Author: Jerry Higgins
The ongoing pandemic temporarily halted in-person educational programs in every state prison due to restrictions placed on outside visitation by instructors, as well as community colleges stopping classes. But it did not stop the N.C. Field Minister Program from moving forward into its fourth year at Nash Correctional Institution.
The College at Southeastern, the undergraduate school of Southeastern Baptist Theological Seminary in Wake Forest, worked with state prisons to continue classes this year through online learning for offenders already in the program. The college established correspondence classes this fall for offenders starting the program in other facilities until the offenders can transfer to Nash CI. And, graduation for the first four-year class is scheduled for May 2021.
“Working around COVID-19 has been a challenge,” said Dr. Seth Bible, the director of prison programs at Southeastern. “There was great collaboration between state IT and Southeastern. We went through all the security protocols for synchronous learning (online/distance education in real time). This is one of two programs in the country using synchronous learning (in a prison setting). Nash has had no positive cases of COVID-19, so we were able to do spring and summer (distance) classes using social distancing in three different classrooms (with no more than 10 in a class).”
The program is a privately-funded, four-year college-level educational program that allows offenders to earn a Bachelor of Arts degree in pastoral ministry, with a secondary emphasis in counseling and psychology. The degree is the same program offered on the college campus and is fully accredited. The classes are taught by Southeastern instructors, who in non-pandemic times travel to Nash CI and teach the courses on-site.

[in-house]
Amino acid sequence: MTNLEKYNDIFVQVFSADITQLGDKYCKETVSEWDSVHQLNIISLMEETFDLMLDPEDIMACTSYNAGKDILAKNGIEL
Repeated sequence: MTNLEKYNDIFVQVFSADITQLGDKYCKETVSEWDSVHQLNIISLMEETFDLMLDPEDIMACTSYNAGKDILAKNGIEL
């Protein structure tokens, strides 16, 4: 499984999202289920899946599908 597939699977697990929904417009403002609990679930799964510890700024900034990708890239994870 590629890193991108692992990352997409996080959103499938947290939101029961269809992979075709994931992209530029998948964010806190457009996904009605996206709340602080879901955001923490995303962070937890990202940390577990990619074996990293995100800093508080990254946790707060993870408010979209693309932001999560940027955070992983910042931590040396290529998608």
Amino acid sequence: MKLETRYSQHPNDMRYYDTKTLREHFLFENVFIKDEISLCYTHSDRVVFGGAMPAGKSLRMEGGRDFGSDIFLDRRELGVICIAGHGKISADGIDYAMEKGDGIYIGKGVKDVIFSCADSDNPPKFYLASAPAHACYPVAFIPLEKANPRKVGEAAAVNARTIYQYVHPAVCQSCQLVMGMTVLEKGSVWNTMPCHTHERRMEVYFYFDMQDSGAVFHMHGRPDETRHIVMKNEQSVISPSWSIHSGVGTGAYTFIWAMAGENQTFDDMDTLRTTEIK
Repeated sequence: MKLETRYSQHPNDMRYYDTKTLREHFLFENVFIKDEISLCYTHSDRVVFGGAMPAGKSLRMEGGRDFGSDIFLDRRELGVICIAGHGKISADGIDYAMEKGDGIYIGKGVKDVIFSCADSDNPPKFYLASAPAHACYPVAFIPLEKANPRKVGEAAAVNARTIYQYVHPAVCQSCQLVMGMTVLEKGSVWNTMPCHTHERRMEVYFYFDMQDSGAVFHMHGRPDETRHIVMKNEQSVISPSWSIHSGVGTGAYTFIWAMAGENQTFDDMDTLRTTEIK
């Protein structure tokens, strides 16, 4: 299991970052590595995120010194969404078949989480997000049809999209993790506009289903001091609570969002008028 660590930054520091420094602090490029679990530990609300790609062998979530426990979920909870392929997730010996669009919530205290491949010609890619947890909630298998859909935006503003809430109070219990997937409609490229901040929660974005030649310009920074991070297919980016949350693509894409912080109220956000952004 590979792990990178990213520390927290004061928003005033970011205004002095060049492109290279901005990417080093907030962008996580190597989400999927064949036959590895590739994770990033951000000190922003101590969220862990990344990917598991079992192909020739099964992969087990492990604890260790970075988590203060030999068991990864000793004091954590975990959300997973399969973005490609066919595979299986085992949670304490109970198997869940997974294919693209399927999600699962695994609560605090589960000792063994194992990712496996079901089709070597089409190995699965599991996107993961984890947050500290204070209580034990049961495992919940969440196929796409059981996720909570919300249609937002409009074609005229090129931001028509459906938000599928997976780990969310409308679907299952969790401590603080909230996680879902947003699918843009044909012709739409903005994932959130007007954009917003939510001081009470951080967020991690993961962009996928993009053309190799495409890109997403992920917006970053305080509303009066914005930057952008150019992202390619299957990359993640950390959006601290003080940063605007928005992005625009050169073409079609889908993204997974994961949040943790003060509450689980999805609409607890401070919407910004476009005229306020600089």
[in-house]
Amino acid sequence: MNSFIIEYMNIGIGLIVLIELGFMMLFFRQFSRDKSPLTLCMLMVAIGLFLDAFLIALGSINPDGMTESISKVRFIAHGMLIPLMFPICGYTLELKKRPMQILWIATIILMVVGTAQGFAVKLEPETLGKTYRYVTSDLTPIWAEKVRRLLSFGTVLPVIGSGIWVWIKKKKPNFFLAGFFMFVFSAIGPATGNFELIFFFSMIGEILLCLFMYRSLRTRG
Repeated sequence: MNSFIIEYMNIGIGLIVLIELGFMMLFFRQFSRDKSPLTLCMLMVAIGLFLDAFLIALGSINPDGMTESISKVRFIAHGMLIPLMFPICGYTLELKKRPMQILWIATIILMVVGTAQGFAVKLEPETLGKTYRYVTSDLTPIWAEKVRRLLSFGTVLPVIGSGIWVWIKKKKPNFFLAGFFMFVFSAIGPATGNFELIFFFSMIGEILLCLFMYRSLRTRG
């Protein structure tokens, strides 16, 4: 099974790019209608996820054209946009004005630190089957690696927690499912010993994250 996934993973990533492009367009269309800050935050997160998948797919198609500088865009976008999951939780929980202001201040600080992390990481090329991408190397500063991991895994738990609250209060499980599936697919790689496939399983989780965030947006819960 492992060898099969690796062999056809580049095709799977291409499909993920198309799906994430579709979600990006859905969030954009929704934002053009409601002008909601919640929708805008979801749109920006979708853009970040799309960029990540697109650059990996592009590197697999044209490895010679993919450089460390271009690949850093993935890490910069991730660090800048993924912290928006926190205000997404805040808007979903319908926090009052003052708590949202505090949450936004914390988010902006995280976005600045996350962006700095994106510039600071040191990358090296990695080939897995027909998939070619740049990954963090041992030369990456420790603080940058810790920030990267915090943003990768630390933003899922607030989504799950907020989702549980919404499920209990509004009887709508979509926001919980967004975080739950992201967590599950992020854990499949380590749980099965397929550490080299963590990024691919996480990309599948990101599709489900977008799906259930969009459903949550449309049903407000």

The program not only provides a four-year, college-level educational program to offenders housed at Nash CI, but also prepares graduates to become “field ministers” and provide “pastoral care and counseling” to offenders at other NCDPS facilities. The students are offenders serving sentences ranging from 15 years to life sentences. No more than 30 offenders are accepted into the program each year after undergoing strict evaluation by Southeastern and DPS.
“These men will play a key role as ambassadors for good behavior and pro-social development throughout the prison system,” said Todd Ishee, Commissioner of Prisons. “They are part of our strategic plan to make our prisons safer, build positive relationships and substantially assist our reentry efforts to send offenders back to their communities as better people after they’ve served their sentences.”
Twenty-three offenders started their “freshman” year in facilities across the state with correspondence classes while more than 70 “upperclassmen” are housed at Nash CI taking the distance learning classes taught by professors off-site at the college. The “senior” class scheduled to graduate next May will be deployed in facilities across the state to help counsel other offenders.